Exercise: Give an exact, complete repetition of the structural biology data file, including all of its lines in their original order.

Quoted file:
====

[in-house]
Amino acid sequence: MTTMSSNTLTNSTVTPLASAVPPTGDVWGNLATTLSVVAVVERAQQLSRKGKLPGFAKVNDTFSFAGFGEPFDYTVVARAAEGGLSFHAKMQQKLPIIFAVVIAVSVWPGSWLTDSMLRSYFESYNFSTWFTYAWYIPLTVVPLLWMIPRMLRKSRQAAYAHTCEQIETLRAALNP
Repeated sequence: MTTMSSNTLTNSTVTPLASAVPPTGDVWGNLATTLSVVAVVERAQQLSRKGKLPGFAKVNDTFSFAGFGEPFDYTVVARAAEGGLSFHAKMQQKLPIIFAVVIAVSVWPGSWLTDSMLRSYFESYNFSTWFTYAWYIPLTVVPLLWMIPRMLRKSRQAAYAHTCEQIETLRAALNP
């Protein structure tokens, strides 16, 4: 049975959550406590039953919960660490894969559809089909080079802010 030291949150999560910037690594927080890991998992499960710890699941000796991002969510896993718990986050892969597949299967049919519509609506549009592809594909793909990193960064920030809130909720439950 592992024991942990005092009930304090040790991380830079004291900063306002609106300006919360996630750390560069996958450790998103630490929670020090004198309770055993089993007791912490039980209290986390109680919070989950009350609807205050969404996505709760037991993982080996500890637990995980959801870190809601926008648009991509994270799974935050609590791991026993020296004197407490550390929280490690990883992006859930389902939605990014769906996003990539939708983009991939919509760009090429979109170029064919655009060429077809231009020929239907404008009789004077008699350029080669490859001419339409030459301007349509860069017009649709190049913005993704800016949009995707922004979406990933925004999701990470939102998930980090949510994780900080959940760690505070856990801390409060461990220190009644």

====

[in-house]
Amino acid sequence: MTTMSSNTLTNSTVTPLASAVPPTGDVWGNLATTLSVVAVVERAQQLSRKGKLPGFAKVNDTFSFAGFGEPFDYTVVARAAEGGLSFHAKMQQKLPIIFAVVIAVSVWPGSWLTDSMLRSYFESYNFSTWFTYAWYIPLTVVPLLWMIPRMLRKSRQAAYAHTCEQIETLRAALNP
Repeated sequence: MTTMSSNTLTNSTVTPLASAVPPTGDVWGNLATTLSVVAVVERAQQLSRKGKLPGFAKVNDTFSFAGFGEPFDYTVVARAAEGGLSFHAKMQQKLPIIFAVVIAVSVWPGSWLTDSMLRSYFESYNFSTWFTYAWYIPLTVVPLLWMIPRMLRKSRQAAYAHTCEQIETLRAALNP
């Protein structure tokens, strides 16, 4: 049975959550406590039953919960660490894969559809089909080079802010 030291949150999560910037690594927080890991998992499960710890699941000796991002969510896993718990986050892969597949299967049919519509609506549009592809594909793909990193960064920030809130909720439950 592992024991942990005092009930304090040790991380830079004291900063306002609106300006919360996630750390560069996958450790998103630490929670020090004198309770055993089993007791912490039980209290986390109680919070989950009350609807205050969404996505709760037991993982080996500890637990995980959801870190809601926008648009991509994270799974935050609590791991026993020296004197407490550390929280490690990883992006859930389902939605990014769906996003990539939708983009991939919509760009090429979109170029064919655009060429077809231009020929239907404008009789004077008699350029080669490859001419339409030459301007349509860069017009649709190049913005993704800016949009995707922004979406990933925004999701990470939102998930980090949510994780900080959940760690505070856990801390409060461990220190009644």